Designing Stormwater User Fees: Issues and Options

Nov. 1, 2001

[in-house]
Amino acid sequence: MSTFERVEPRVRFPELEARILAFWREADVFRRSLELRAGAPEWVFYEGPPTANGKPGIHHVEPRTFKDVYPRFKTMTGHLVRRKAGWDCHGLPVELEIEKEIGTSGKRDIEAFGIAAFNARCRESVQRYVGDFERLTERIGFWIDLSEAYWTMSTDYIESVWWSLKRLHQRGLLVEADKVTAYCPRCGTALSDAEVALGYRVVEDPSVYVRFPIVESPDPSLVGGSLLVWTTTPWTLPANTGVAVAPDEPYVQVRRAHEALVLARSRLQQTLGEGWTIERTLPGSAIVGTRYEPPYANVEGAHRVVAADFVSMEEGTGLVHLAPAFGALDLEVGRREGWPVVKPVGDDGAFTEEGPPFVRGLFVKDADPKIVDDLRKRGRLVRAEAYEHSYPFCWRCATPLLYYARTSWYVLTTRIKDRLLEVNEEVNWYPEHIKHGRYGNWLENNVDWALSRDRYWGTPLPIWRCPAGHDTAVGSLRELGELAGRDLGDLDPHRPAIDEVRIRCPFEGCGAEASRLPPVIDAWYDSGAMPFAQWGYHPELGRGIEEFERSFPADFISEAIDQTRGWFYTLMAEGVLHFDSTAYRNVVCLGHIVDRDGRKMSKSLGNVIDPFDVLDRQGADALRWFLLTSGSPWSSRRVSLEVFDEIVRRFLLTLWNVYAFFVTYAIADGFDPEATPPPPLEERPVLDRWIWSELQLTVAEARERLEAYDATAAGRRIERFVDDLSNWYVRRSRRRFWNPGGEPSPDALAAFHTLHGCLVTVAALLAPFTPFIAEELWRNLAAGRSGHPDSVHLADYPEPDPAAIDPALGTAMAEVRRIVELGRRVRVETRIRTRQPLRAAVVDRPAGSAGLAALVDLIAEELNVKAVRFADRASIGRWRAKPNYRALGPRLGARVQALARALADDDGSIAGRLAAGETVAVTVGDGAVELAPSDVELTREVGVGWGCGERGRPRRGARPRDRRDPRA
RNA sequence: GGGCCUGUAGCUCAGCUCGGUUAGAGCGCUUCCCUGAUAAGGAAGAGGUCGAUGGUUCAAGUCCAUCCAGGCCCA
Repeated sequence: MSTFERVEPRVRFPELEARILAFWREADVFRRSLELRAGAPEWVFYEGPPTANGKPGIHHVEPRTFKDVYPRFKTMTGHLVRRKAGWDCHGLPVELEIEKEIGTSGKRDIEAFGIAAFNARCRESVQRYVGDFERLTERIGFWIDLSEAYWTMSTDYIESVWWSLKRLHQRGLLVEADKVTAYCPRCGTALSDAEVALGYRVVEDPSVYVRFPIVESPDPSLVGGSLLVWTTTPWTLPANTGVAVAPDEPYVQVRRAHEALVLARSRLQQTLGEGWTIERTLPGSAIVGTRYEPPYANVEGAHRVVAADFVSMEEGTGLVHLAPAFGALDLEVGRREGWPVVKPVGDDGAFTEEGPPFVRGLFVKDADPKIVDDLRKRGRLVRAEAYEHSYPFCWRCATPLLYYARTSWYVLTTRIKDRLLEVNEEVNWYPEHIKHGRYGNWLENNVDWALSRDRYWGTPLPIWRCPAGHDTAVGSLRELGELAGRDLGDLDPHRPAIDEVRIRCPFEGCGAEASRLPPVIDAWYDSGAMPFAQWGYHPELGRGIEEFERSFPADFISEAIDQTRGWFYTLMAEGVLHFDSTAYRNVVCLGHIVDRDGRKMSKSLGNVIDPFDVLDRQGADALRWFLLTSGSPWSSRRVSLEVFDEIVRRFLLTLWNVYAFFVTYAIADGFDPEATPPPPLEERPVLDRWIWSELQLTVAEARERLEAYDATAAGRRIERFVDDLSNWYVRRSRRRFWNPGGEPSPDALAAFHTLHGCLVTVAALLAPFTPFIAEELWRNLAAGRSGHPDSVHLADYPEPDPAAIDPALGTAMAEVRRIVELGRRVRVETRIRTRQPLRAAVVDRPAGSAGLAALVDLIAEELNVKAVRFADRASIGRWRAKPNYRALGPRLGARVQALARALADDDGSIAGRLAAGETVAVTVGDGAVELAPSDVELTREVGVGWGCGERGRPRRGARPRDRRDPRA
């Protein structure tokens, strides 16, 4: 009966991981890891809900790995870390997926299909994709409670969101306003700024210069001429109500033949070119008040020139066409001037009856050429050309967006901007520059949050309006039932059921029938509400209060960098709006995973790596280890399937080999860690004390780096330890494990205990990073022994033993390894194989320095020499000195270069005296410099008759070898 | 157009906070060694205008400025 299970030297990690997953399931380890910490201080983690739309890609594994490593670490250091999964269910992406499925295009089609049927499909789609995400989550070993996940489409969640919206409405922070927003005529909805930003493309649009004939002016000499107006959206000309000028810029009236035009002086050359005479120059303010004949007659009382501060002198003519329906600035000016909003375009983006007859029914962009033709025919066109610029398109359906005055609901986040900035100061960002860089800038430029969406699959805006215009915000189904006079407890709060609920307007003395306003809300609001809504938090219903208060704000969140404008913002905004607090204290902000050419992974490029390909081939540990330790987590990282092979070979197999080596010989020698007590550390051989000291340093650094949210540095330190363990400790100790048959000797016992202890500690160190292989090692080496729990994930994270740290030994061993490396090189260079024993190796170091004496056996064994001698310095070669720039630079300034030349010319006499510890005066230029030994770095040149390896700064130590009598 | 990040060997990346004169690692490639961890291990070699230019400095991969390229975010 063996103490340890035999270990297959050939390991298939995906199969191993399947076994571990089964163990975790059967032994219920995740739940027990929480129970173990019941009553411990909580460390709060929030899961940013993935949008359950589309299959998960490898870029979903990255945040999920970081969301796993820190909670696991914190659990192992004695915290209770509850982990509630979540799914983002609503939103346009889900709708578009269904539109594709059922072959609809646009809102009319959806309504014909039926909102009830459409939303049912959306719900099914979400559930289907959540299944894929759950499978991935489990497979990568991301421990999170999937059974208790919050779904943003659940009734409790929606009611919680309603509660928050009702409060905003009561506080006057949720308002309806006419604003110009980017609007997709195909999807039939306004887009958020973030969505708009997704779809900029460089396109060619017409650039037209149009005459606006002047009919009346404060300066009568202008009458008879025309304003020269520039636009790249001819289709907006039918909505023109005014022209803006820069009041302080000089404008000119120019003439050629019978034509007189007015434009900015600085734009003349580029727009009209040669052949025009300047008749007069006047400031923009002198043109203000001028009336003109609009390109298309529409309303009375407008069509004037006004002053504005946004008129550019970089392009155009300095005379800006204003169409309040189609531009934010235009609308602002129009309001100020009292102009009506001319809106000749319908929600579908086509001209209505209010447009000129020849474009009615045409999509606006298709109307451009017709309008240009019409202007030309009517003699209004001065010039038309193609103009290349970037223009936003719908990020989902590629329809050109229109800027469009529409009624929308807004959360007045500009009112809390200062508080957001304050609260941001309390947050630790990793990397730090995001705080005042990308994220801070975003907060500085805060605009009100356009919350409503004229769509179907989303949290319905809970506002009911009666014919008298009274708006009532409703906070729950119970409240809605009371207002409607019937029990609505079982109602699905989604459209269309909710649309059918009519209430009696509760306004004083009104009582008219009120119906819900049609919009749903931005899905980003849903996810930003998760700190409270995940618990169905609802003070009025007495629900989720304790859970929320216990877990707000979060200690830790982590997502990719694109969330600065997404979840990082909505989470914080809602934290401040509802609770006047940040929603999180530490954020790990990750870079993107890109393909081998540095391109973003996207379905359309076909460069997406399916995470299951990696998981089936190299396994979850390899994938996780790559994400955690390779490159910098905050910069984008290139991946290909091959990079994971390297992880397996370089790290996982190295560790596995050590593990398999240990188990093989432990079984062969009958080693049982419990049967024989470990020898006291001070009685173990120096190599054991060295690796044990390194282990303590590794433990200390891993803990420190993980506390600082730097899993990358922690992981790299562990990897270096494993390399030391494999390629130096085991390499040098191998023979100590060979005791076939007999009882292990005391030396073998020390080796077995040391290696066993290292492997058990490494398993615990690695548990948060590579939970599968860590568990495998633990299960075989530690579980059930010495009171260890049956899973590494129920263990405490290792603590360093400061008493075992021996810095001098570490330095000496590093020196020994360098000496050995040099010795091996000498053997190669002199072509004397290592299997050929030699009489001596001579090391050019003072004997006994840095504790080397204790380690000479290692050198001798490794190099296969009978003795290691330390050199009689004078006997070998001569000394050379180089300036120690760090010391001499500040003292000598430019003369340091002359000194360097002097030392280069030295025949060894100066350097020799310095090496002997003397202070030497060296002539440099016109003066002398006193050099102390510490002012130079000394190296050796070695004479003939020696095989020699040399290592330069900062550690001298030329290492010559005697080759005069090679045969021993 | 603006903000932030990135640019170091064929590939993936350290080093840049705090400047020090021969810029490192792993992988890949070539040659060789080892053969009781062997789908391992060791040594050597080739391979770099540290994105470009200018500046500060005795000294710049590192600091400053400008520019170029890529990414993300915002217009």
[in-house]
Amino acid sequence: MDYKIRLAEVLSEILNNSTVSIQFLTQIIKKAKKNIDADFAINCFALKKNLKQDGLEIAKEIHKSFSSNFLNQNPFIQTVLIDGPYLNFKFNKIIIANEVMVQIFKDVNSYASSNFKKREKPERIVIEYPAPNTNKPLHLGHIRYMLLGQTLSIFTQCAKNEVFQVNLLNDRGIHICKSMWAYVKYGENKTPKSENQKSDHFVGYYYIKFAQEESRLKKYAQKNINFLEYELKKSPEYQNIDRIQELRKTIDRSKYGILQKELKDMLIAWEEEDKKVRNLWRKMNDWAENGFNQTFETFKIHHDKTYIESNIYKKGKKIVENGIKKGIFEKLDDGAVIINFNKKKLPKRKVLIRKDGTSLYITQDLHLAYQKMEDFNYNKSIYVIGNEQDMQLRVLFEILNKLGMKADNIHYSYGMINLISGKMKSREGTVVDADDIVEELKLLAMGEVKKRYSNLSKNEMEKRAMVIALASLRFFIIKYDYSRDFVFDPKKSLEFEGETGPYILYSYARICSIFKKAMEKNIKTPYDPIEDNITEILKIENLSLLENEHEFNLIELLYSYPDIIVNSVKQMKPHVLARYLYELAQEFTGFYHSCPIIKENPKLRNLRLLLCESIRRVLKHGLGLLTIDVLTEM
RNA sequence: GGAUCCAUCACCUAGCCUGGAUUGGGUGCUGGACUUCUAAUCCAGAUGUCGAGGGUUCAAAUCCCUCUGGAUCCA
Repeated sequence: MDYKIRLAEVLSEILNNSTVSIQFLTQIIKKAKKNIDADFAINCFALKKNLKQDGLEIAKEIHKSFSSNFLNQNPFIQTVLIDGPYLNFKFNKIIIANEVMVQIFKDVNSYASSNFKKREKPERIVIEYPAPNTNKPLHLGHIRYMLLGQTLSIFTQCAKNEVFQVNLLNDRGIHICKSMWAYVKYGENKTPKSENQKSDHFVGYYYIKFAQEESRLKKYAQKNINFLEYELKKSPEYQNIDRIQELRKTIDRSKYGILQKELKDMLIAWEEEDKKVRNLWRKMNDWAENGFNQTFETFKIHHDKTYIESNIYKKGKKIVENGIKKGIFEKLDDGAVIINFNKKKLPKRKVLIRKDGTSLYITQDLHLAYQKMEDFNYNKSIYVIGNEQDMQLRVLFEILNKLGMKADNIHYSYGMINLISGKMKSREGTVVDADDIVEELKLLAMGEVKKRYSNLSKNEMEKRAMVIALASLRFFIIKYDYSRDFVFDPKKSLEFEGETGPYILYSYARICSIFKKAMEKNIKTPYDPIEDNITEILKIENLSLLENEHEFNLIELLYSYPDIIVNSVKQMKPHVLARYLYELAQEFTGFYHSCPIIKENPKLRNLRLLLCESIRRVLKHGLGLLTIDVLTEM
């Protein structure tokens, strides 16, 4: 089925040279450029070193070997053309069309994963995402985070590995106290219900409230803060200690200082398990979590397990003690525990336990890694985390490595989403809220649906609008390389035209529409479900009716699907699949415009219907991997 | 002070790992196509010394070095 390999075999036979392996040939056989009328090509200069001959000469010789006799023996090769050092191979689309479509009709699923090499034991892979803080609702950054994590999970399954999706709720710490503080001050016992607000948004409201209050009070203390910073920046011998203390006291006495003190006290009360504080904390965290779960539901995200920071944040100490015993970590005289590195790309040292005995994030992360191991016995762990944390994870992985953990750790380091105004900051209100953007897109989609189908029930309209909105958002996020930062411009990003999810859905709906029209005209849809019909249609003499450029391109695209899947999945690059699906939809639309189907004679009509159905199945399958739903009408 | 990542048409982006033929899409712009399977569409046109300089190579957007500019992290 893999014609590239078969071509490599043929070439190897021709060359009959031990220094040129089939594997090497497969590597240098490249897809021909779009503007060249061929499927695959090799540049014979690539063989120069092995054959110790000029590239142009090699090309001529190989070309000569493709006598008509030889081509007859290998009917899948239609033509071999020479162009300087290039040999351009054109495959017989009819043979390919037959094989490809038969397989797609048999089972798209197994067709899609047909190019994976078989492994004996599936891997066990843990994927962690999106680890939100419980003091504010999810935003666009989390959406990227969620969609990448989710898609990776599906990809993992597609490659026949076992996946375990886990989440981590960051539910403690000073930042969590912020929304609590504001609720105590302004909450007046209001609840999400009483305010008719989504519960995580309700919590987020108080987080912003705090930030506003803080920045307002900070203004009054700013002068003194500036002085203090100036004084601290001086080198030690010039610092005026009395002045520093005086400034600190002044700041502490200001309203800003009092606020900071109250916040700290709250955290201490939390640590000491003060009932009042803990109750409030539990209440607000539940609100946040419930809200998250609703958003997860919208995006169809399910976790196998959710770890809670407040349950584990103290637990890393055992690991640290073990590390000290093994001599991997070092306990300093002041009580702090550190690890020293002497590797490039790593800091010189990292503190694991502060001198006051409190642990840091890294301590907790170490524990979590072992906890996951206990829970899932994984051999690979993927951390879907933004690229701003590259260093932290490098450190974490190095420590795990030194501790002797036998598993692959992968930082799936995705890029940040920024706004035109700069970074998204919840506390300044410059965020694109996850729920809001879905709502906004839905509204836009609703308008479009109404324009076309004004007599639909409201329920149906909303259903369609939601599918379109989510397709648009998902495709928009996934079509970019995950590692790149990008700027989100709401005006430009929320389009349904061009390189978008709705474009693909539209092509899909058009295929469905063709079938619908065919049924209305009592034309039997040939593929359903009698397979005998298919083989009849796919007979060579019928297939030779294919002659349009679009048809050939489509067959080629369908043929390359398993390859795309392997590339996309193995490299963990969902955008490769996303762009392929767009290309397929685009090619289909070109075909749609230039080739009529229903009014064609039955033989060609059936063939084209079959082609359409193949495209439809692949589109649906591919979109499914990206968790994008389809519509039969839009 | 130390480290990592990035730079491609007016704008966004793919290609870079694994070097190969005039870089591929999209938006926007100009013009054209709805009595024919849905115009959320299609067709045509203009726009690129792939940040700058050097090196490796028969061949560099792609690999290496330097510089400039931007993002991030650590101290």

So your community has decided to implement a stormwater utility. Now what? How will you calculate your rates? Will you charge all your customers the same amount or base the charges on the stormwater infrastructure needs of each drainage basin? Will you offer credits or exemptions? Will your utility be independent or be part of an existing department? As you can see, your community’s decision to implement a stormwater utility is only the first of several important decisions to be made. It is important for your community to understand the array of choices available and the implications of each of those choices for the success of the proposed stormwater management program. The Center for Urban Policy and the Environment and the Watershed Management Institute recently published a Web page titled “An Internet Guide to Financing Stormwater Management” ( that helps communities address these and other stormwater finance questions. The Web site includes a set of case studies that outlines the choices seven communities made in designing their stormwater utilities. These choices reflect each community’s unique situation but can serve as a guide for other communities making their own decisions about stormwater finance. The communities profiled on the Web site are Sarasota County, FL; Griffin, GA; Louisville-Jefferson County, KY; Valparaiso, IN; Union, OH; Fort Collins, CO; and Olympia, WA. As shown in the table, no programs are exactly alike, but they share a common result: new revenues for stormwater management that come from charges related directly or indirectly to impervious area.Basis for User ChargesOne of the first decisions a community has to make after it decides to implement a stormwater utility is what to use as the basis for the charges. Most stormwater user fees are based on impervious area. The amount of impervious area on a property has a direct impact on the amount of stormwater runoff that enters the storm sewer system, so impervious area is viewed as a fair measure of a property’s contribution to the stormwater problem. Griffin, Olympia, Valparaiso, and Louisville-Jefferson County base their stormwater utility rates on the average amount of impervious area on a single-family residential parcel. Sarasota County uses effective impervious area. These municipalities charge nonresidential parcels in units called single-family equivalents or equivalent runoff units, which are simply the multiple of the amount of impervious area on the average single-family parcel. Fort Collins uses impervious, pervious, and semipervious area to set its rates but does not base charges on a single-family equivalent. A few communities use zoning classifications to set flat rates for each property type. Charges based on zoning classifications are usually the least labor-intensive way to implement a stormwater user charge because the charges can be based on the approximate contributions of each property type to stormwater management costs. These types of charge systems must be carefully constructed and show a clear relationship between the charge amount and the property class’s contribution to stormwater problems in order to survive legal challenges. Charges Based on Property LocationMany communities contain several drainage basins with similar needs, so it is reasonable to impose the same charges on all residential parcels. In cases where there is a marked difference between the stormwater needs of one section of the community and the needs of another section of the community, it might make sense to charge different stormwater rates for each location. Two of the communities profiled in “An Internet Guide to Financing Stormwater Management” currently charge property owners a base rate that varies by drainage basin. Sarasota County differentiates between basins when calculating capital improvement charges. Each year, the county determines the cost of stormwater improvements in each basin and divides the cost among the property owners in the basin. Fort Collins uses the stormwater needs identified in each basin’s master plan to set base rates. People who own property in a drainage basin that has a lot of stormwater needs pay more than people in drainage basins with adequate stormwater systems. If your community chooses to differentiate between drainage basins, be prepared to address residents’ concerns about equity. Some residents might be upset by a decision that forces newly developed areas of the community to shoulder more of the infrastructure cost burden than residents of older areas do. Other residents will be concerned if the charge differentiation scheme places an additional burden on the residents of areas of the community with failing stormwater systems. People will argue against either charge scheme. Communities often decide to charge everyone equally to avoid this type of conflict. Flat RatesMost communities have flat rates for at least one rate class, meaning that all property owners of a certain class pay the same amount. Flat rates make billing easier because the stormwater utility staff does not have to calculate rates for each piece of property in the service area. When flat rates are used, they are often based on the characteristics of a group of sample properties. Griffin, Olympia, Sarasota County, and Louisville-Jefferson County use flat rates for residential customers only. Many communities choose this option because most residential properties have similar characteristics, but the characteristics of commercial and industrial properties vary considerably. Fort Collins has no flat rates in its stormwater rate structure. This option is often labor-intensive, and most communities do not favor it because of the amount of work involved in measuring each property and calculating an appropriate charge. Valparaiso and Union have flat rates for every rate class. This works well in smaller communities where most properties of a certain class have similar characteristics. Credits Communities often offer credits to property owners who install and maintain onsite stormwater management systems. The credit systems are usually designed to relieve some of the burden on the community stormwater system by providing an economic incentive for property owners to reduce the volume and/or pollutant load that enters the stormwater system from their property. Fort Collins, Griffin, Louisville-Jefferson County, Olympia, and Sarasota County offer credits for a reduction in stormwater runoff volume from a property. The amount of the credit normally depends on the size of the volume reduction. For example, Griffin stormwater utility customers can receive a 20% credit if they can demonstrate that the peak stormwater discharge rate for a 10-year storm from their onsite facility is no more than 10% greater than the peak discharge rate prior to development. A 30% credit is available when the onsite system reduces the peak discharge rate to between 0 and 10% less than the peak rate prior to development. A 50% credit is available to customers whose onsite systems reduce the peak discharge rate 10% below the predevelopment rate. Communities can also offer other types of credits. Olympia and Sarasota County offer credits to property owners who improve the quality of stormwater runoff from their property through onsite treatment systems. Griffin offers schools a stormwater credit if the school system teaches a water-quality education program. If your community wants to make credits available, be sure to assess the impact of the proposed credits on the stormwater management budget before the credits become reality. Can your community afford to grant credits and still generate enough money to operate the stormwater management program? A community must also be careful to design the credit system with achievable standards. If the credit standards are so high that customers would rather pay the utility fee than install the onsite controls they would need to be eligible for the credit, then the credit system is not providing any incentive for a utility customer to reduce inputs into the storm-drain system. ExemptionsMany communities exempt roads, railroad rights of way, and undeveloped properties from stormwater charges. The rationales for these exemptions differ. Communities exempt roads and rights of way because they are public property and the charges would be paid from tax revenues anyway. Undeveloped properties sometimes are exempted because runoff from them is considered “natural.” Fort Collins, Griffin, Union, and Valparaiso offer these three exemptions. Olympia charges roads and railroad rights of way 30% of the applicable charges and does not charge undeveloped properties. Many communities also grant exemptions to city, state, and federal government property. Louisville-Jefferson County offers exemptions to city properties when the city in question has donated property, facilities, equipment, or assets to the metropolitan sewerage agency with a value comparable to the applicable service charges. Sarasota County exempts schools and government property. As with credit opportunities, your community must examine the impact of the proposed exemptions on the stormwater utility budget. It might sound good to exempt all undeveloped property, churches, government property, roads, schools, senior citizens, and low-income families from your stormwater utility fee, but you will have to make up for the lost revenue somewhere. If you have the resources available, analyze your rate structure under several different assumptions by entering land-use data from your community into a spreadsheet program. Find out the impact that each of your proposed credits and exemptions has on the rest of the community and the stormwater utility’s expected revenue. Examine who bears the greatest burden under each scenario—residential, industrial, or commercial customers. Is this cost burden consistent with your community’s values? Examine how much revenue your community would stand to lose if an exemption for a certain type of land use was allowed. Can your community afford to lose this amount of money from its stormwater budget? Stormwater Utility StructureInstitutional or administrative arrangements for stormwater utilities can take a wide variety of forms, but three are common. One arrangement is a stormwater utility that exists as an enterprise fund or a restricted bank account for stormwater management. A second type of stormwater utility is one organized within an existing community department, such as the department of public works. A third type of stormwater utility is an independent department. Some communities create a stormwater utility on paper only. The stormwater utility itself has no paid staff; revenues from the utility funds are used to pay other agencies or departments to administer the billing and maintain the stormwater system. Union and Valparaiso use this approach. Small communities often choose this type of stormwater utility because what they lacked prior to the stormwater utility was money, not manpower. This approach provides money for stormwater management without complicating the bureaucratic structure or increasing the size of the city’s work force. Fort Collins, Olympia, and Louisville-Jefferson County chose to make their stormwater utilities part of another department. Fort Collins’ stormwater utility is part of the Utilities Department. Olympia’s stormwater management department is organized within its Department of Public Works. Louisville’s stormwater department is part of its Metropolitan Sewerage District, which itself is separate from the city government. This type of stormwater utility often shares some of its staff with other programs but maintains its own primary staff and budget. Griffin and Sarasota County created independent stormwater utilities. An independent stormwater department is often organized in communities that intend to have an extensive stormwater management program that requires more staff members than existing departments can provide.Utility Approach Offers Many OptionsDeciding to implement a stormwater utility is only the first of many important decisions your community will face. Such issues as utility structure, the basis for utility charges, unique charges for each drainage basin, credits, and exemptions are only a few of the issues you will need to resolve to make your stormwater utility a success. The issues are complicated, but it is helpful to look at what other communities have done and ask, “Will this work in my community?” Experts in the stormwater utility field often say there is no cookbook solution when designing a stormwater utility. Each community must make its own recipe from a list of possible ingredients, such as credits, exemptions, rate bases, and organizational structure. The challenge is to research the possible ingredients and determine whether or not they are palatable to the potential ratepayers in your community.